Clarksville, TN Online: News, Opinion, Arts & Entertainment.


Making laws just takes too much work

 
Congresswoman Marsha Blackburn at a Town Hall Meeting in Clarksville, TN

Congresswoman Marsha Blackburn at a Town Hall Meeting in Clarksville, TN

Rarely are legislative issues black and white or cut and dried. They most often involve a lot of gray areas. That is why old politicians – you know, the real statesmen in days of old – often said that making legislation was like making sausage: the process is always messy but the results are good.

Too often, lawmakers today want to deal in absolutes. They don’t want to take the time to work through the issues. They want to find the hot button and go with it.

Tennessee’s Seventh District U.S. Rep. Marsha Blackburn has gotten her panties all in a wad over government raids on Gibson Guitar factories, warehouses and offices in Nashville and Memphis. That indeed is a complex issue and I won’t even begin to attempt to sort it out.

The problem for the darling Ms. Blackburn is that she voted for legislation on which the raids were based. No wait, she voted against it. But, then she voted for it. She was against it before she was for it. Oh my goodness, what is a hardliner to do!

It seems that Ms. Blackburn first opposed the 2008 bill. Then, she sided with the majority in overriding a veto by then-President George W. Bush. I know it is hard to believe that she voted against the W. But, she did vote with the majority.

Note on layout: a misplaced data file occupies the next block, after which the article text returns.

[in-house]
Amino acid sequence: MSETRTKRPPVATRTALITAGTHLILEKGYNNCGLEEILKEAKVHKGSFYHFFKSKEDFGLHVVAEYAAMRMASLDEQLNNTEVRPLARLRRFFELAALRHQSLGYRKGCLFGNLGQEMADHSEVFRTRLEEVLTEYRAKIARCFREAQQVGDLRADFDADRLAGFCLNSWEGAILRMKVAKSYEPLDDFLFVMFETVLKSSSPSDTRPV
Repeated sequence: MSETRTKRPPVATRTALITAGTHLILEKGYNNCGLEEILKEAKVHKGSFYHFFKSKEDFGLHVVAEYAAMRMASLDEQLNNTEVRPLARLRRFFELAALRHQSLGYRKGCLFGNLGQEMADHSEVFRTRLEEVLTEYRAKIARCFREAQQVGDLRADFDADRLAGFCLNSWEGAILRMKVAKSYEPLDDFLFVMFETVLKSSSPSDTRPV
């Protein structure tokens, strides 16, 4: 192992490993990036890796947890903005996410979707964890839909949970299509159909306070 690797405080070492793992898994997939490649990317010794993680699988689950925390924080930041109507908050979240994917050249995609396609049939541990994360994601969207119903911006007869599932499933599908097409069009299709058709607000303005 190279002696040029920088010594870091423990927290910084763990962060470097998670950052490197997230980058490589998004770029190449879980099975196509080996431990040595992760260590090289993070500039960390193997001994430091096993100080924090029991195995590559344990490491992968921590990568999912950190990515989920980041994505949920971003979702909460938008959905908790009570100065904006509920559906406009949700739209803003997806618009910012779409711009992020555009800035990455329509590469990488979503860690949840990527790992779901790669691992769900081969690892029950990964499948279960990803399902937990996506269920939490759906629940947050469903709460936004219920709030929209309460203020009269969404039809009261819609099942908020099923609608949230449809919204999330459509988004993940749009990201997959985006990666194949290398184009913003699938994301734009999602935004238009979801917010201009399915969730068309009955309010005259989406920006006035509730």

That law, which W tried to veto and Congress, with Blackburn voting in the majority, pushed through expanded the trade law, which Gibson is suspected of violating. I know, that involves an expansion of government and Blackburn was in favor of it. It is difficult to understand.

Blackburn didn’t protest the expansion of the trade law when she first opposed the legislation. Instead, she focused on the “special interest giveaway that further expands the federal deficit” through large farm subsidies.

The difficulty that faces Ms. Blackburn is that there are multiple issues involved in legislation. You can’t evaluate everything against your list of hot buttons. Sometimes you actually have to read the proposal. Sometime you have to get back in your district and talk to people – you know, the folks that vote and work and pay taxes.

Maybe Ms. Blackburn could have talked with Gibson executives before she voted for the legislation not after they were raided. But, that would not have been an opportunity to make headlines. And, that sounds too much like making sausage. It is just too much work for a poor little ole congresswoman.


About Frank White

Sections

Commentary

Topics

, ,

Comments

You must be logged in to post a comment.


  • Visit Us On FacebookVisit Us On TwitterVisit Us On PinterestVisit Us On YoutubeCheck Our FeedVisit Us On Instagram
  • Personal Controls

    Archives